How to Factor Pyramid Math

Small student making pyramid with blocks
••• Comstock Images/Stockbyte/Getty Images

Pyramid math is a special technique used to teach basic addition skills through an illustration of 10 boxes stacked like a pyramid (four at the bottom, then three, then two, then one) and adding the numbers in adjacent boxes until reaching the top. The activity can be modified to use multiplication as well -- multiplying the numbers at the bottom until reaching the product at the top. Working backward (i.e., starting with the top number) provides the factors.

    Create a math pyramid by drawing a single row of four consecutive boxes adjacent to each other. Draw another three adjacent boxes directly on top of these--then another level with two boxes and finally one box on top of them all.

    Provide the final product in the top box. The number can't be prime or the product of two prime numbers or else the pyramid won't work. Similarly, the two factors of the product must share a common factor. For example, use the number 384.

    Factor the number in the top box into the row of two boxes below it. Remember that factors are numbers that can be multiplied together to make the number being factored.

    For example, 384 can be factored by 16 and 24.

    Factor the numbers in the row of two boxes into the three boxes below. The two numbers must have a common factor, which can be further broken apart in order to fill the pyramid.

    For example: 16 factors into 1 and 16, 2 and 8 or 4 and 4; 1 and 2 can't be factored further, so they are incorrect. Then, 24 factors into 1 and 24, 2 and 12, 3 and 8 and 4 and 6; 1, 2 and 3 can't be factored, so they are incorrect. Therefore, 16 and 24 share the common factor of 4, so the third row has 4, 4, 6.

    Factor the numbers in the three boxes of the second row into the four boxes at the bottom. Here, the number in the middle of the three boxes must have a factor common with each of the other factors (but not the same number with both of them). The end result will be the factors of the starting number.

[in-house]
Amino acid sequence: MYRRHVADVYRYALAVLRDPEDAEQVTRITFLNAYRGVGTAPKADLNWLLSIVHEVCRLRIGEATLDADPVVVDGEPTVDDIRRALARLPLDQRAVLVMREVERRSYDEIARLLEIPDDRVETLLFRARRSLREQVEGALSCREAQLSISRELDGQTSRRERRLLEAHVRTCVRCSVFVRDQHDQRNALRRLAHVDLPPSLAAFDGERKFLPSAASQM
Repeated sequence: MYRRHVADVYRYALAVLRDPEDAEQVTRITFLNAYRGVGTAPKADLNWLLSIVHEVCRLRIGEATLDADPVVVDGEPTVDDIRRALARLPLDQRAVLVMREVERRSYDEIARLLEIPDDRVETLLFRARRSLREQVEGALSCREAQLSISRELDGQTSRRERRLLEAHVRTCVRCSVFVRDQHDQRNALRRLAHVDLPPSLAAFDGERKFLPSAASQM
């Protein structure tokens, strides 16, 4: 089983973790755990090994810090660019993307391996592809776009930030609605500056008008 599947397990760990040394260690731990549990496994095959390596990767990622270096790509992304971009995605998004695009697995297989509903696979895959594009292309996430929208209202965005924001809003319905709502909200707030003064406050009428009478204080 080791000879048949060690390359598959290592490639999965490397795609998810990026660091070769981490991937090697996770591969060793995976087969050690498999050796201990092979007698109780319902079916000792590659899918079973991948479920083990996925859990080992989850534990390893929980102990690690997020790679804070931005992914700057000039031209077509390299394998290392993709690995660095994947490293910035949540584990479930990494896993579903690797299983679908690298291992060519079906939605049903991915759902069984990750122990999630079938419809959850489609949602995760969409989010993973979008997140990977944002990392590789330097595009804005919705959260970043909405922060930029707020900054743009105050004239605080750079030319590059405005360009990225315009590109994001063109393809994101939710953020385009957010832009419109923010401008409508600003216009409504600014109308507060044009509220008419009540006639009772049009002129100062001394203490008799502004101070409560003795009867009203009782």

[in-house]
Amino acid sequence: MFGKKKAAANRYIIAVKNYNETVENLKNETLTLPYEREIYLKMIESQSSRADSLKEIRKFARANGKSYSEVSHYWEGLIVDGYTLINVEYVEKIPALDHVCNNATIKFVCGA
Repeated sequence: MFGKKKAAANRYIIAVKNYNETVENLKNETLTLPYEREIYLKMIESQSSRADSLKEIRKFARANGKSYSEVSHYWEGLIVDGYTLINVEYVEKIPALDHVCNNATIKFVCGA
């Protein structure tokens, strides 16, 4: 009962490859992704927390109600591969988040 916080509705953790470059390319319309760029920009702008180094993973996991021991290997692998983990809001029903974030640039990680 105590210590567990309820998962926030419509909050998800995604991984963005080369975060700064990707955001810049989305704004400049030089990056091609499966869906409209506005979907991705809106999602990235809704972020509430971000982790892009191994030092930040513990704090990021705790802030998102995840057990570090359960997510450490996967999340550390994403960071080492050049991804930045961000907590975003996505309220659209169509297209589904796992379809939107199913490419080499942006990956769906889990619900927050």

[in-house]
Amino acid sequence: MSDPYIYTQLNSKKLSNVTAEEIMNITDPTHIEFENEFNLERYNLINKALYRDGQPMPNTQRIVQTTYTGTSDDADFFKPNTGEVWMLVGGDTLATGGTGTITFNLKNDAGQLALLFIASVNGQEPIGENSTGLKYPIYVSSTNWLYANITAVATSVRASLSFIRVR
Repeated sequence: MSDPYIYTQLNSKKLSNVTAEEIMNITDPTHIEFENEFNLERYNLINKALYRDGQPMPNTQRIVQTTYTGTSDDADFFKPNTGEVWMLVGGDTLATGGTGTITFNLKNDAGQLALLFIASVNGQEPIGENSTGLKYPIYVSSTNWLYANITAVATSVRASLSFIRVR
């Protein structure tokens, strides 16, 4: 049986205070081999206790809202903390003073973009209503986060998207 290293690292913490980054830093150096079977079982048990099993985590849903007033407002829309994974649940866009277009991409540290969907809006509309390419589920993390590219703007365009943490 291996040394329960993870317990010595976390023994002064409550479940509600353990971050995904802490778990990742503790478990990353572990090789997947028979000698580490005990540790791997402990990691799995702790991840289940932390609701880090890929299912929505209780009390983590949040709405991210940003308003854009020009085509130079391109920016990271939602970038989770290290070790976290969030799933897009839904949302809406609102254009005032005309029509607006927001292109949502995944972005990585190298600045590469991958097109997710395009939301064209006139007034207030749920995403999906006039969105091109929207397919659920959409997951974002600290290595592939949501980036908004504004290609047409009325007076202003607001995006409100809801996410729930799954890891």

For example: 4 is factored into 1 and 4 or 2 and 2. Same with the second 4, and 6 is factored into 1 and 6 or 2 and 3. The last row can read either 1, 4, 1, 6 or 2, 2, 2, 3.


    • Since not all numbers factor in the way needed for pyramid math to work, when you create a pyramid math factoring problem, it may be best to begin at the top, filling in numbers in the four boxes, solving the problem through multiplication and then using the final number as the starting point for the factoring problem.

Related Articles

How to Factor Expressions in Algebra
What Is Factoring in Math?
How to Compare LCD & LCM in Fifth Grade Math
How to Factor Monomials
How to Solve a Math Factor Puzzle
How to Factor Polynomials With 4 Terms
How to Factor Binomial Cubes
How to Find the Product of Fractions
How to Find the Greatest Common Factor of Two Numbers
How to Find All The Factors of a Number Quickly and...
Tricks to Factoring Trinomials
How to Write Polynomial Functions When Given Zeros
How to Factorise in Math
How to Calculate a Coprime
How to Do Multiplying & Factoring Polynomials
How to Write a Repeating Decimal As a Fraction
How to Write the Prime Factorization in Exponent Form
Math Activities for Teaching Factors
How to Find the Geometric Sequence
Tricks for Factoring Quadratic Equations